Leonard Nimoy admits he thought it was ''unfair'' to have been stricken with a smoking-related illness 30 years after quitting the deadly habit.
Leonard Nimoy felt it was ''unfair'' when he was diagnosed with chronic lung disease.
The 82-year-old actor recently revealed he has developed obstructive pulmonary disease, despite quitting smoking 30 years ago, and he admits he has learned a ''lesson'' about his former deadly habit.
Discussing his diagnosis last May, he said: ''I thought, 'This is unfair. I quit a long time ago. Why is this happening to me?'
''But it's a lesson that I had to learn. I damaged the lung cells many years ago and then as age begins the damage of lung cells as well you begin to feel it. So, it's something that can stick up on you later.''
The 'Star Trek' star has to carry a special machine around with him to help when he struggles to breathe.
Speaking on 'Piers Morgan Live', he said: ''This is an oxygenator. I don't carry a tank of oxygen. This machine gives me oxygen by it extracts oxygen out of the atmosphere and I get it up my nose when I need it.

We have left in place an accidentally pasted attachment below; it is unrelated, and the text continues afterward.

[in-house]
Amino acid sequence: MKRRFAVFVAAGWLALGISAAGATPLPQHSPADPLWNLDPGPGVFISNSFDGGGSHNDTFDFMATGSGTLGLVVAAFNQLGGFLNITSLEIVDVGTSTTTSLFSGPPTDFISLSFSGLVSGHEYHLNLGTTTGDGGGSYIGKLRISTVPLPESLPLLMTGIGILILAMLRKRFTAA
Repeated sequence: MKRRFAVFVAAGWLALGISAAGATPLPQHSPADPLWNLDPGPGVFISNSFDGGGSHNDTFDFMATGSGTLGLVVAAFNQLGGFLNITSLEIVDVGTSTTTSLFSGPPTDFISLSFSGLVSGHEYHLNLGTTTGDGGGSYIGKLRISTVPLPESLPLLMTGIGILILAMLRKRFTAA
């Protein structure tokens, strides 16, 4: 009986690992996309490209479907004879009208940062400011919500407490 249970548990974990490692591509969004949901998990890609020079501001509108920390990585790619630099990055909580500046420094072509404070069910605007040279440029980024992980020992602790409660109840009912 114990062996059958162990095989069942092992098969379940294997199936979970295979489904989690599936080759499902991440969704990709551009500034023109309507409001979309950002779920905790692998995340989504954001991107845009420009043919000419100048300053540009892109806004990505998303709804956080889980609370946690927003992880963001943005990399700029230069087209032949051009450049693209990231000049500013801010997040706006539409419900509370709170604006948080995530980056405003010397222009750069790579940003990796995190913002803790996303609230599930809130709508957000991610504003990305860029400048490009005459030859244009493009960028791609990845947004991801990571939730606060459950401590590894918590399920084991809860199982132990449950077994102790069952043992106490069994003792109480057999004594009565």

''I'm still using it sporadically but a couple of years ago I didn't need it at all. Now, there are days when I needed it several times a day.
''I get short of a breath and suddenly feel like I can't get a full breath, I can't catch my breath. So, I have to go to the machine.''
Although he gave up cigarettes several decades ago, Leonard admits he was an ''Olympic championship smoker'' at the height of his addiction.
He said: ''Look, I tell people that I was an Olympic championship smoker. If there have been a championship in the addiction, I could have qualified. I could smoke in the shower. I can smoke any place.
''And it was something that you - it was part of my culture. It was part of my gang, my guys, the people I hang out with. It was cool to be able to light a cigarette.''
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